Psychosocial Rehabilitation Services in Community Support Systems: A Review of Outcomes and Policy Recommendations
OBJECTIVE: This review examines the place of psychosocial rehabilitation services within community support systems in light of the need for mental health service systems to develop policies to direct the use of limited resources.
METHODS: Literature reporting experimental or quasi-experimental outcome studies of psychosocial rehabilitation interventions for persons with severe and persistent mental illnesses was reviewed, with a focus on skills training, family psychoeducation, and supported employment. A meta-analysis of the findings from recent outcomes studies was done. An integrative cost-outcome analysis examined allocation of resources among various levels of service intensity.
RESULTS: The clinical characteristics and service needs of persons with serious and persistent mental illness vary significantly throughout the life cycle and course of the illness. Outcomes research strongly supports use of psychosocial rehabilitation but is insufficiently developed to determine the effects of service components used at varying levels of intensity and the interaction of those components with client characteristics, medication levels, or phase of the illness. Cost-effectiveness studies of psychosocial rehabilitation show an average reduction of more than 50 percent in cost of care due to reduced hospitalizations.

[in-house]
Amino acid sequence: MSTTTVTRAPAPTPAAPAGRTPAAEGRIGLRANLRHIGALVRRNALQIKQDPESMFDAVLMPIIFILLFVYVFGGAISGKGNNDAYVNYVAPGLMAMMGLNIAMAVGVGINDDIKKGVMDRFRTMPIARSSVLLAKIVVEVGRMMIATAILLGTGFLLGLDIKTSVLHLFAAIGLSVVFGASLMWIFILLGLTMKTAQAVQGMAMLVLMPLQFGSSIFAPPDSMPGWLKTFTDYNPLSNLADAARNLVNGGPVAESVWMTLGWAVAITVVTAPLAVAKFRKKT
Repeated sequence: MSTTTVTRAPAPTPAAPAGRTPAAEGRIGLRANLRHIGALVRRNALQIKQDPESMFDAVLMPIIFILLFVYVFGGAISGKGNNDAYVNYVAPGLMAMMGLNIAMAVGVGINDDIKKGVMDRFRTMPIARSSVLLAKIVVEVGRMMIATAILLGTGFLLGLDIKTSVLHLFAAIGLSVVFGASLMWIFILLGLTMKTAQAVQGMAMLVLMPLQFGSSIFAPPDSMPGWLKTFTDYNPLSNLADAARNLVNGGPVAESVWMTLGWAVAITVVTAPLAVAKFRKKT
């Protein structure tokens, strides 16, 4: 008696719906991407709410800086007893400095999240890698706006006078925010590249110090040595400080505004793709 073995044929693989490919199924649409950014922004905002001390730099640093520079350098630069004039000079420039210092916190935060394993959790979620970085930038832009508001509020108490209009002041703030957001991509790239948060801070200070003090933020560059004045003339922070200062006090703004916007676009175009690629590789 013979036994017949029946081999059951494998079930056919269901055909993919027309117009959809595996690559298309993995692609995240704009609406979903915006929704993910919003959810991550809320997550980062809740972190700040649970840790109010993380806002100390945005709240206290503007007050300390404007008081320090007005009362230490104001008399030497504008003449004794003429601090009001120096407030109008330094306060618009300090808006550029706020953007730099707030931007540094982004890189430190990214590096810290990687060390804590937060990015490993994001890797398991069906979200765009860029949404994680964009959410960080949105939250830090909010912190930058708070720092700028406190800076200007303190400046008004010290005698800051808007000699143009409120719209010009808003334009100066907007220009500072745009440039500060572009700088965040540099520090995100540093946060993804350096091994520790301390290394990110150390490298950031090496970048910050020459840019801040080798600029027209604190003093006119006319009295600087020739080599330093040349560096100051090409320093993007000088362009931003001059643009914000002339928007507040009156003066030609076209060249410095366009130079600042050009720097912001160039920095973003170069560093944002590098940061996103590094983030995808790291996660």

CONCLUSIONS: Continued research is required to further specify the effects of psychosocial interventions and to determine the most effective amount and intensity of those interventions. Current evidence supports a policy of funding the psychosocial rehabilitation components of community support systems and balancing allocations for these systems among various levels of service intensity. (Author)
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